Canonical’s Wajeeha Hamid has penned a piece on open-source management and network orchestration (MANO, OSM), detailing how the OSM onboarding process can work for telecommunications operators looking to decouple network functionality from proprietary hardware using Ubuntu Linux, OSM Release 9, and Juju charms – and announces an onboarding hackfest to give network operators hands-on experience.
“It seems like ages that NFV is trying to fulfil the promises of reducing CAPEX (capital expenditure) and OPEX (operating expenses) by decoupling Network Functions (NFs) from the hardware and ensuring stability,” product manager Wajeeha Hamid explains in a post for the Ubuntu blog. “However, despite the huge traction it has gained, there are still obstacles that must be overcome before NFV can be part of day-to-day operations in industrial deployments.
“Telcos need to build complex virtualized network functions while maintaining a high quality of service (QoS) so onboarding them cost-effectively and implementing the process for management and orchestration remains one of the biggest challenges. Right now, this process can take up to weeks, and operators and vendors are striving to cut it to a day.”
To highlight this, Hamid demonstrates a functional workflow for onboarding network functions – virtualised, containerised, or physical – into OSM. “The stages for onboarding NFs (network functions) in OSM include creating the NF package that specifies Day-0 (basic instantiation), Day-1 (service initialization), and Day-2 (runtime operations) configurations,” Hamid writes. “The Day-1 and Day-2 configurations are described in scripts called charms to run operations according to the functional requirements. These charms are then integrated into the network function descriptors/package and onboarded to OSM.”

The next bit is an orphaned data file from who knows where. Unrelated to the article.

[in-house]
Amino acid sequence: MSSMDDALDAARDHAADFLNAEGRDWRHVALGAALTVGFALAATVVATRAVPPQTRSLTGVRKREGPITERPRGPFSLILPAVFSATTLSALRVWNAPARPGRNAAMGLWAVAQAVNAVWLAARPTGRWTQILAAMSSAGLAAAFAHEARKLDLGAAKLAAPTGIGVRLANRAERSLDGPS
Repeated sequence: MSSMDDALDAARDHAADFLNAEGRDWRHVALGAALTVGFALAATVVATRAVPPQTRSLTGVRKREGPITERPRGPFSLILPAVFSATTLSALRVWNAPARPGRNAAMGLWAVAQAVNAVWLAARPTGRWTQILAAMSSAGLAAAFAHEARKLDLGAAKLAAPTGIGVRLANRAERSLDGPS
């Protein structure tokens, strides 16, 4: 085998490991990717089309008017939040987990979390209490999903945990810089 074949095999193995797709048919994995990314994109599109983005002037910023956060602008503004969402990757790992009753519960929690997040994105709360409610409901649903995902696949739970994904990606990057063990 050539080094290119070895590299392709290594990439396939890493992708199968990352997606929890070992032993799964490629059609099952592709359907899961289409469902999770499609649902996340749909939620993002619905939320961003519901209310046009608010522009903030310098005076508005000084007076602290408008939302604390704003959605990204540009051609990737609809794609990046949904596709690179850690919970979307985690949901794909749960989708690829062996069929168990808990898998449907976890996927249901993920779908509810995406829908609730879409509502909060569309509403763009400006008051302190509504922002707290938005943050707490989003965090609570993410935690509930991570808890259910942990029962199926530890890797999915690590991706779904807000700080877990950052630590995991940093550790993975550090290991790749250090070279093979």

As well as covering the overall onboarding process, Hamid has announced the Open Source Mano Hackfest, in which participants can gain hands-on experience in network function packaging and onboarding to OSM Release 9. “Bring your own network functions to the upcoming VNF onboarding hackfest,” Hamid writes, “to have hands-on experience of onboarding under the full-week supervision from OSM experts.”
Those interested in registering for the OSM hackfest ahead of its opening in Map can do so on the event website. Canonical has also released a white-paper detailing the future of mobile connectivity, as exemplified by the LimeNET family of software-definable radio base stations, in partnership with Lime Microsystems; this is available for download on the Canonical website now.